Man, I dig a morally ambiguous lead character as much as the next person (V. E. Schwab’s Villains series, the badass coven of Hannah Capin’s upcoming Foul Is Fair) but this was waaaaay not that. Aina Solis is an orphan whose parents were killed for practicing their pacifist religion in Kosin, the titular Diamond City. After years of living on the streets and sniffing glue, she’s recruited by the Blood King, Kohl Pavel, to became a member of his crew, more specifically an assassin known as a Blade. Fast forward six years and Aina has become Kohl’s right hand. He promises her permission to open her own tradehouse (basically, her own gang) if she completes one last lucrative job for him: assassinate Kouta Hirai, one of the richest men in the city.
Naturally, things go wrong, and Aina soon finds herself discarded and worse by the man she’s always looked to as a role model and object of affection. Determined to prove herself to him, she enters into a treacherous alliance with Ryuu, Kouta’s youngest brother, to fulfill her mission and regain Kohl’s trust and the future he’s promised her.
I mean, if this is meant to be a book about not trusting people who promise you whatever you want in some hazy future so long as you accept abuse in the present, then I guess it’s job well done (tho it legit boggles my mind that she thinks he’s going to allow her to set up a rival shop in the same city. Maybe in another city, but in the same one? There’s just no way.) And there are moments of reflection that are truly insightful, into the welter of teenage emotion and romance and class consciousness. But oof, the lack of rigor that went into building, well, everything else.
First, Aina is a terrible assassin. She’s hyped up as this super badass but all you see in this book is her botching mission after mission while Kohl’s often conflicting advice plays in her head. But she’s given incredibly stupid opponents to make her look better, like the guy who comes looking for her in the bar. No way in hell would a guy who runs a gambling den a) do his own dirty work, especially if b) he doesn’t even know how to use the gun he’s waving around. We keep being told she’s awesome despite evidence to the contrary, which is just as annoying as her constant musing over whether her “life is sacred” parents would be proud of her work as an assassin. I’m gonna guess that’s a hard no, Aina!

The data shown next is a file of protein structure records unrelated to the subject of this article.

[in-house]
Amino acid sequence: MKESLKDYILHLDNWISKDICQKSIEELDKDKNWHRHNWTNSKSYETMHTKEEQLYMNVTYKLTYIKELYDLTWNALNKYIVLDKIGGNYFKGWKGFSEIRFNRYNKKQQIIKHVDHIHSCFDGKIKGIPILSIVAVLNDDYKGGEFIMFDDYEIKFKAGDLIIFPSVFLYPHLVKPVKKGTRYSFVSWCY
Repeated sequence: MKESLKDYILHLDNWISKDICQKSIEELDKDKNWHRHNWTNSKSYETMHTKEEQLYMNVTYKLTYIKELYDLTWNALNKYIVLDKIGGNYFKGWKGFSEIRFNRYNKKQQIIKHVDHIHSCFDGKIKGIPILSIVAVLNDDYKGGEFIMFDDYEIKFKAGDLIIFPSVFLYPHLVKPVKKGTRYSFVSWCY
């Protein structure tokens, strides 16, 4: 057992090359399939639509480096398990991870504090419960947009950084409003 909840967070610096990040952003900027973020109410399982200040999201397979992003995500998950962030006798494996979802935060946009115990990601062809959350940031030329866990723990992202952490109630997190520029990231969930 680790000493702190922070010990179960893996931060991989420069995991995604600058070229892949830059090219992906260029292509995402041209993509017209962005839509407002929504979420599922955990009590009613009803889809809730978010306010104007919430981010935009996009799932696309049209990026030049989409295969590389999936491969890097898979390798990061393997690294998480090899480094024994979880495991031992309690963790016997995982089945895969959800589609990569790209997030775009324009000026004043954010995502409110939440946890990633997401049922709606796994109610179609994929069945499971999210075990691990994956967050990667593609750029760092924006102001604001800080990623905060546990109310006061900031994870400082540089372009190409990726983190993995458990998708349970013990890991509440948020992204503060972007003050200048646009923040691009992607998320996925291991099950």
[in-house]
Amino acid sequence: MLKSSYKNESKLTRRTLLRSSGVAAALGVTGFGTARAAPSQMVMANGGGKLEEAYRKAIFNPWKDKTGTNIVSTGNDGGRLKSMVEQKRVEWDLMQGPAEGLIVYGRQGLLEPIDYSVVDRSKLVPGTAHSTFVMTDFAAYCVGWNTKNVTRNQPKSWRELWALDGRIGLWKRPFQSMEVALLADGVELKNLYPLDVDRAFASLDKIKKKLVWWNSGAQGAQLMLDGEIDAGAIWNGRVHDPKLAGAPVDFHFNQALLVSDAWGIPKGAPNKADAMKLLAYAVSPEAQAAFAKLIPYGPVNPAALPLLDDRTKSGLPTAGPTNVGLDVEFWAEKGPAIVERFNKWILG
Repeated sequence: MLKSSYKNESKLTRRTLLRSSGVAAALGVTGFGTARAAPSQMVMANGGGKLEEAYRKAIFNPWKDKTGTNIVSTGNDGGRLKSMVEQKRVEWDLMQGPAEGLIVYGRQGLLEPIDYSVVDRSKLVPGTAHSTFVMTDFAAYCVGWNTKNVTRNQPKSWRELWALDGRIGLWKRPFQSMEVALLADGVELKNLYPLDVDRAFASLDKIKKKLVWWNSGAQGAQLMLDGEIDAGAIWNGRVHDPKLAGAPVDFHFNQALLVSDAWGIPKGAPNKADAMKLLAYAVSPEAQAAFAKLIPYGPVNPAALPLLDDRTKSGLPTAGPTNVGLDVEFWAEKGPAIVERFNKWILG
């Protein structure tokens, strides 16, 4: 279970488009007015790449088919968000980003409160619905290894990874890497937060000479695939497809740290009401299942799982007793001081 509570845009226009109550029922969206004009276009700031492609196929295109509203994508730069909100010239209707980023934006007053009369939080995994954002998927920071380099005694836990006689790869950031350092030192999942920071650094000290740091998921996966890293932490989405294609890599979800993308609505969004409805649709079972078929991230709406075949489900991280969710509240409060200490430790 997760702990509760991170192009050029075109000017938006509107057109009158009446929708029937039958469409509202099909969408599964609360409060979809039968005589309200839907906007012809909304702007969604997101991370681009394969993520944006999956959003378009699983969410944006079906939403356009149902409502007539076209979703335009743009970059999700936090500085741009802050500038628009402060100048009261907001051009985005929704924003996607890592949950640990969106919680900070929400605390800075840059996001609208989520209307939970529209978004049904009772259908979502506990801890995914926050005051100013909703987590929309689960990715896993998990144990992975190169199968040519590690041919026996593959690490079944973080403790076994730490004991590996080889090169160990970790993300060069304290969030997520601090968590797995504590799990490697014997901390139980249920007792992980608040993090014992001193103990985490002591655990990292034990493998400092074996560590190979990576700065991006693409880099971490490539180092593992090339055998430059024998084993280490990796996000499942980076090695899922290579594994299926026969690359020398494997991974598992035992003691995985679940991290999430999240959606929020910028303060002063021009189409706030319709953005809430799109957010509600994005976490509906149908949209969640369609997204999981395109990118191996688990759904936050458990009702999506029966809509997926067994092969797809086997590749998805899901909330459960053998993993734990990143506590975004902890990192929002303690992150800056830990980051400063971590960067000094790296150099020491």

And she wears a scarf that she constantly dyes in the blood of her victims like that isn’t super disgusting, both stink- and hideous brown-grey color-wise. She wanders around in it and no one gags and points at her all “wtf?!” Instead, she actually gets compliments over the color, which is mind-boggling to anyone who’s ever had to stress over period stains. Actually, a lot of the attitude to dress here makes no goddamn sense, as she pretty much swans around in the same outfit whether crawling through sewers or attending a high-class ball, all in the same night, and no one fucking says anything! The world-building details also make no goddamn sense, especially in the technology: photography is rare but used for cleaning crew ID (but not security guard ID?!) and plastics are used primarily to make the bags that addicts use to sniff glue. Oh, and she can dodge bullets. No bog-standard human, no matter what setting, can dodge bullets, not without some sort of physical augmentation. The world-building is entirely one of convenience for the protagonist’s journey, and it makes me livid. Just because it’s a fantasy novel doesn’t mean the laws of logic don’t apply.
Also? I found Aina’s sense of tribalism incredibly off-putting. She kills dozens of people, innocent or otherwise, in this book but the only time she shows mercy is when her intended victim either shares a background or religion with her. That is literally as gross as a mass shooter not wanting to hurt someone because they’re also white.
Diamond City tries for edgy but just ends up flat and unbelievable, to the point of ludicrous. The writing itself isn’t terrible, and there are some decent ideas in there, but someone really needs to hold Francesca Flores to a minimum standard of sense-making.